Yogi advocates yoga for Children with special needs

THERE is much yoga can do for everyone—including children with special needs.

This is the advocacy of yogi and entrepreneur Mary Deen, who has been practicing yoga for seven years.

Deen opened a yoga studio named Love Yoga World on the 11th floor of SkyRise 2 at the Cebu IT Park five years ago. Since then, her yoga studio, which offers eight yoga classes a day, has become a destination for men and women who want to improve their health, heal aches and pains, and keep sickness at bay.

But the experienced registered yoga teacher is aiming for more.

“I want to share the yoga practice with everyone,” said Deen. “I know there are still a lot of people that I need to reach out to and invite into this lifestyle.” She first offered Yoga for Family, pitching it as a new bonding activity for kids and parents while helping them attain balance, strengthen their cores, and deepen the connection between parents and children.

“Because you do all the yoga poses together, children would see how their parents struggle with the poses and the victory that comes after executing them. Parents, on the other hand, see the weaknesses and strengths of their children and it somehow deepens the connection of their relationship,” Deen shared.

“Practicing yoga also disconnects parents from their usual busy routines. It’s a quality time, a real bonding activity with their children, as the practice requires being present in the now.”

Besides sharing the yoga practice with families, Deen is also opening her yoga studio to children with special needs, a first in Cebu.

“My goal is to make the yoga practice accessible to all walks of life, because it is for everyone. It enhances the physical, mental and emotional development of a person,” she said.

Deen signed up for and completed a one-week program on Yoga for the Special Child-The Sonia Sumar Method in Hong Kong last November for her to become a licensed practitioner.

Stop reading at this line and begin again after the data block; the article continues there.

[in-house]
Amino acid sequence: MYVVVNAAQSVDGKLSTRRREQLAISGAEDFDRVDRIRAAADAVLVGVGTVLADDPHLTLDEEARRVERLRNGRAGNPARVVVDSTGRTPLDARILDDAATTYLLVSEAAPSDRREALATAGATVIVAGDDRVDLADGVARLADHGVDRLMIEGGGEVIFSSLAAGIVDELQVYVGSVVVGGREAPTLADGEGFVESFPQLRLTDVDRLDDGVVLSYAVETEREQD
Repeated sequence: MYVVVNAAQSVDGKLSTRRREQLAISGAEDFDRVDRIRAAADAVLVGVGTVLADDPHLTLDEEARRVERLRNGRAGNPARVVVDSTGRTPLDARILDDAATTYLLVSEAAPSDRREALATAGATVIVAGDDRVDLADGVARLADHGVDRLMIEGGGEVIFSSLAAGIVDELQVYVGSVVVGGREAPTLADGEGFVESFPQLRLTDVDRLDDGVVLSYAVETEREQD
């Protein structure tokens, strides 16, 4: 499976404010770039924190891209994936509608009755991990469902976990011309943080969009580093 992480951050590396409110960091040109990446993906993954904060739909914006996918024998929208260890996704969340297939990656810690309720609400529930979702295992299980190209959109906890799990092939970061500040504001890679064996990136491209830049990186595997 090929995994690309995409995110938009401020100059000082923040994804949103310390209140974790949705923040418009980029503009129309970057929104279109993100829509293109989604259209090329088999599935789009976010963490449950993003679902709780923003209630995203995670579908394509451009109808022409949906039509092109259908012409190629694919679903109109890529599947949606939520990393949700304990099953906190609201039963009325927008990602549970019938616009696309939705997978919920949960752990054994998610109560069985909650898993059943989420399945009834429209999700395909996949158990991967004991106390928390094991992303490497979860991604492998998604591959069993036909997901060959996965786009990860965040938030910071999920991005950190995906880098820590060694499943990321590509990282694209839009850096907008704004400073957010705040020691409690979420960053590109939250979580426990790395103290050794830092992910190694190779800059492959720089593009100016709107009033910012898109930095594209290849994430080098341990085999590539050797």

Yoga for Special Child was developed by Sonia Sumar for her daughter Roberta, who was born with Down Syndrome in 1972.

Deen said yoga is a therapeutic approach to children with down syndrome, cerebral palsy, autism, ADD/ADHD, learning disabilities, and wheelchair users.

Yoga, according to Deen, will complement and enhance the child’s physical and occupational therapy sessions.

It likewise improves cognitive and motor skills; increases body awareness, strength and flexibility; improves concentration and reduces hyperactivity; and is an early intervention to assure healthy formative development of infants, toddlers and teenagers.

“I was healed by yoga. I know the practice would be helpful for others, too,” Deen said, adding that she suffered panic attacks before and that yoga has helped her find balance.

A competitive entrepreneur handling eight branches of specialty stores Adina and Simon in malls in Visayas and Mindanao, Deen sold all of these to concentrate on yoga.

She said she got so busy growing the business, which she single-handedly managed, that it has eaten up her time.

“I reached a point that I felt I was no longer happy. I started to question myself, question life. I started to feel emptiness. I developed anxiety, which led to panic attacks,” said Deen. She was able to rise from that fall.

“I got curious about yoga in one of my gym visits. I signed up for a class and fell in love with it. Yoga helped me find my balance,” she said. “I detached from the system that eats us from the inside. I became grounded and had a positive perspective about life. And I would love to share this journey with others.”

Besides being a licensed practitioner for Yoga for the Special Child, she is also certified to teach ashtanga yoga method by Ken Harakuma of the International Yoga Center Japan. She also received certifications in Thai yoga massage, reiki, restorative, and vinyasa yoga.

“Looking forward, I’d like to open more yoga studios through franchising so the practice could reach out to more people and places,” she said.
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